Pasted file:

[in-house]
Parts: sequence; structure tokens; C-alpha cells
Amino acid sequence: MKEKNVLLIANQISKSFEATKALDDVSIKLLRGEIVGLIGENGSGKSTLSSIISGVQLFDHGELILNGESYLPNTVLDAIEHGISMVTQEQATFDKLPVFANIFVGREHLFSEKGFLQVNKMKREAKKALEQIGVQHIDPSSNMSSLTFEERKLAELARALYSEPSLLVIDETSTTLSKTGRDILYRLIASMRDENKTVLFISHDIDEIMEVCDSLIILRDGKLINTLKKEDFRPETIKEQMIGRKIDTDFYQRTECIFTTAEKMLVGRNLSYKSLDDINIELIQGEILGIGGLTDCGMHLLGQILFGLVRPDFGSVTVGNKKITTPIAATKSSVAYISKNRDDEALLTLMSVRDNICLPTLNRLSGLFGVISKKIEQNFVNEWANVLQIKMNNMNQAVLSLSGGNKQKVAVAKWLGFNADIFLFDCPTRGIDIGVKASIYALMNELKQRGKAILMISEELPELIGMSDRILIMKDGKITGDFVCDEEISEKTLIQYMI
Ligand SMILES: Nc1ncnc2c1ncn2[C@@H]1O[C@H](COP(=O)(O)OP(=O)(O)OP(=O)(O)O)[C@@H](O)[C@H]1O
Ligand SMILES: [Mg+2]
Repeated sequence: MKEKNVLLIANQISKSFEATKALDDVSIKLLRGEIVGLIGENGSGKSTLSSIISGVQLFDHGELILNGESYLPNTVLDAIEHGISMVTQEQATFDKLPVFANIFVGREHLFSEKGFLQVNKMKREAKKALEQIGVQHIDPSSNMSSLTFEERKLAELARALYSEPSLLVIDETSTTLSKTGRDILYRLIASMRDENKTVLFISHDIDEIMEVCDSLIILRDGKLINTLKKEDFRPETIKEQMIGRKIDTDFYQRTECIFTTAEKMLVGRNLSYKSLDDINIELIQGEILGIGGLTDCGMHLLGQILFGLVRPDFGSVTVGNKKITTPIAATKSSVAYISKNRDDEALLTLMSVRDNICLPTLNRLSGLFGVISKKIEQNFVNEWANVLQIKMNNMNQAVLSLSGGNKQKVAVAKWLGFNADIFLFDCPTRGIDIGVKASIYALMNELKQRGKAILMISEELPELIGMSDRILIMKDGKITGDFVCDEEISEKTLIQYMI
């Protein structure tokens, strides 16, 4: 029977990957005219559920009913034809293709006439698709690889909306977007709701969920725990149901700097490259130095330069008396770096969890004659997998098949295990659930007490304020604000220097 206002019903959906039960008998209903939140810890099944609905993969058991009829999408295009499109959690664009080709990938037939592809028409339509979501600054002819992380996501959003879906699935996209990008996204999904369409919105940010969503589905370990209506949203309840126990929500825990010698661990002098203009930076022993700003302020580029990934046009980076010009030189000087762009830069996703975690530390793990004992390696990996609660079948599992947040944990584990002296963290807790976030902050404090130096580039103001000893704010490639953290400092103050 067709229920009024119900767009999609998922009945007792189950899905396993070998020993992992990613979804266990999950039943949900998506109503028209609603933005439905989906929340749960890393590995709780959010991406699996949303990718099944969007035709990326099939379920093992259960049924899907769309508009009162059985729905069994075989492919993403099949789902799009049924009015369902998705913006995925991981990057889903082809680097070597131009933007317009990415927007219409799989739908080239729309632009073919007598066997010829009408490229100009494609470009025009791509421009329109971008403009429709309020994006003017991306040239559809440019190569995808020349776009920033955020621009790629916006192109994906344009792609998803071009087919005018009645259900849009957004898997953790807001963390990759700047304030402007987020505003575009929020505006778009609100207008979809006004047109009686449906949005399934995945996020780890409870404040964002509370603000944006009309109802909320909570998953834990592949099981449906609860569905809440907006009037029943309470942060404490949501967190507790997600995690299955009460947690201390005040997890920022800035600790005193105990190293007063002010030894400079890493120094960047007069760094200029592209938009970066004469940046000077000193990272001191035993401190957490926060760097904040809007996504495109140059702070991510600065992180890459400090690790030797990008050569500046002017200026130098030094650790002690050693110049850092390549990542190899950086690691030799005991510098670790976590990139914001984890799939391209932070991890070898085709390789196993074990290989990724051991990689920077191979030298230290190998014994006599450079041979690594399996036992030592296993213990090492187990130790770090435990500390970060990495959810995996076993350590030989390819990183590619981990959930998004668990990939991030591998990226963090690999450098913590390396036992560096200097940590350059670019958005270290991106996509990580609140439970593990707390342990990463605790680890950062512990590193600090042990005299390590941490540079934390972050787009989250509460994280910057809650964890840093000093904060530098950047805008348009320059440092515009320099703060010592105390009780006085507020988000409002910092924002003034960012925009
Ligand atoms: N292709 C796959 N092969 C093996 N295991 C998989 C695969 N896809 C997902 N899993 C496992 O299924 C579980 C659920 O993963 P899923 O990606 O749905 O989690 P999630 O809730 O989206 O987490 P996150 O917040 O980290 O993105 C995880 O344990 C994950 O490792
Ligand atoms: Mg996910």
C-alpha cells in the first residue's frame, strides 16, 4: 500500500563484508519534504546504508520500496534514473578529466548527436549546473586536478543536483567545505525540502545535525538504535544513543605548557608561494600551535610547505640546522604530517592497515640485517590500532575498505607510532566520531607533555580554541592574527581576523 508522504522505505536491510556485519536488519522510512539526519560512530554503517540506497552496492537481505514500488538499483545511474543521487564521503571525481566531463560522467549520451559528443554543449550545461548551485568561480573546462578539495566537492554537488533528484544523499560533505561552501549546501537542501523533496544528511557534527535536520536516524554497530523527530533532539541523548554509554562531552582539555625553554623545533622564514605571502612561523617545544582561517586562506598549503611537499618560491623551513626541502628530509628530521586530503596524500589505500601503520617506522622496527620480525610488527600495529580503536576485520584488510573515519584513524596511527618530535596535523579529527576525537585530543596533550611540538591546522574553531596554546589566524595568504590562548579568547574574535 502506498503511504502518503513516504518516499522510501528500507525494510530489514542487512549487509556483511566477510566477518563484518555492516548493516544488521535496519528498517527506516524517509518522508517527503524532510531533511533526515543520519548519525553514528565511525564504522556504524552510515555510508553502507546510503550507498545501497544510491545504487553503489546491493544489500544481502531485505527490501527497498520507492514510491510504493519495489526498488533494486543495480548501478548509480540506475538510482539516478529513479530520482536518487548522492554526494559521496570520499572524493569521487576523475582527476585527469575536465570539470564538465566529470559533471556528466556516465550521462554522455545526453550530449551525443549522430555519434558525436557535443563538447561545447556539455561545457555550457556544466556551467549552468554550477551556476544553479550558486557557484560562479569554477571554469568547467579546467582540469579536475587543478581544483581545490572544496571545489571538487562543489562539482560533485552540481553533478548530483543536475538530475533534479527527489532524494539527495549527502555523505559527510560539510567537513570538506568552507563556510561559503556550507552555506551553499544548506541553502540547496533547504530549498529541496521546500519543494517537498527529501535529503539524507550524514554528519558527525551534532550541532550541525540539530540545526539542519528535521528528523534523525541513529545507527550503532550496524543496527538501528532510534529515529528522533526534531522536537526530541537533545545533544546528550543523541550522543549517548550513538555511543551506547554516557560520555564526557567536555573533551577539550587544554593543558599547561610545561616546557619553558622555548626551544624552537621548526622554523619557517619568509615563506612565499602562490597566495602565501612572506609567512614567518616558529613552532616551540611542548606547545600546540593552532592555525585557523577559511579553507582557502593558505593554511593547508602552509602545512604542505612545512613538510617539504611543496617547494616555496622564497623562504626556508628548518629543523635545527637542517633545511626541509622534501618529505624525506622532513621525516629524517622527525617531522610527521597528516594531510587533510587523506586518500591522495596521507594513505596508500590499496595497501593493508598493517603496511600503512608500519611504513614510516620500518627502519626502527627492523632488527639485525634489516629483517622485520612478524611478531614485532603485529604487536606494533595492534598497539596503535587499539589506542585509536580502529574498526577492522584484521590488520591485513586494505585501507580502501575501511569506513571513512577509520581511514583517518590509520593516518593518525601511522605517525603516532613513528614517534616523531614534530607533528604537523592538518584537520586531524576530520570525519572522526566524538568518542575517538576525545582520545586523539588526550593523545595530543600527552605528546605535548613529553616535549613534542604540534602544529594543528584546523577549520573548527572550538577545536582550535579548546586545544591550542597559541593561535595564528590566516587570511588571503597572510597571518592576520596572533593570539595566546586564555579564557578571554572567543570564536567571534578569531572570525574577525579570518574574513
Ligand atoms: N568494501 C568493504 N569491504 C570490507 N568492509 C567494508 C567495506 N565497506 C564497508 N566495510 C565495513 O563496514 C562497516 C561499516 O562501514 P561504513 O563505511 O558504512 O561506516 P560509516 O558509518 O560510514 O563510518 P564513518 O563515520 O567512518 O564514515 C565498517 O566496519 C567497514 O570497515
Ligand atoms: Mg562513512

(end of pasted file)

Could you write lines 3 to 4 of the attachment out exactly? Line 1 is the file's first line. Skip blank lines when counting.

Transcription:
Amino acid sequence: MKEKNVLLIANQISKSFEATKALDDVSIKLLRGEIVGLIGENGSGKSTLSSIISGVQLFDHGELILNGESYLPNTVLDAIEHGISMVTQEQATFDKLPVFANIFVGREHLFSEKGFLQVNKMKREAKKALEQIGVQHIDPSSNMSSLTFEERKLAELARALYSEPSLLVIDETSTTLSKTGRDILYRLIASMRDENKTVLFISHDIDEIMEVCDSLIILRDGKLINTLKKEDFRPETIKEQMIGRKIDTDFYQRTECIFTTAEKMLVGRNLSYKSLDDINIELIQGEILGIGGLTDCGMHLLGQILFGLVRPDFGSVTVGNKKITTPIAATKSSVAYISKNRDDEALLTLMSVRDNICLPTLNRLSGLFGVISKKIEQNFVNEWANVLQIKMNNMNQAVLSLSGGNKQKVAVAKWLGFNADIFLFDCPTRGIDIGVKASIYALMNELKQRGKAILMISEELPELIGMSDRILIMKDGKITGDFVCDEEISEKTLIQYMI
Ligand SMILES: Nc1ncnc2c1ncn2[C@@H]1O[C@H](COP(=O)(O)OP(=O)(O)OP(=O)(O)O)[C@@H](O)[C@H]1O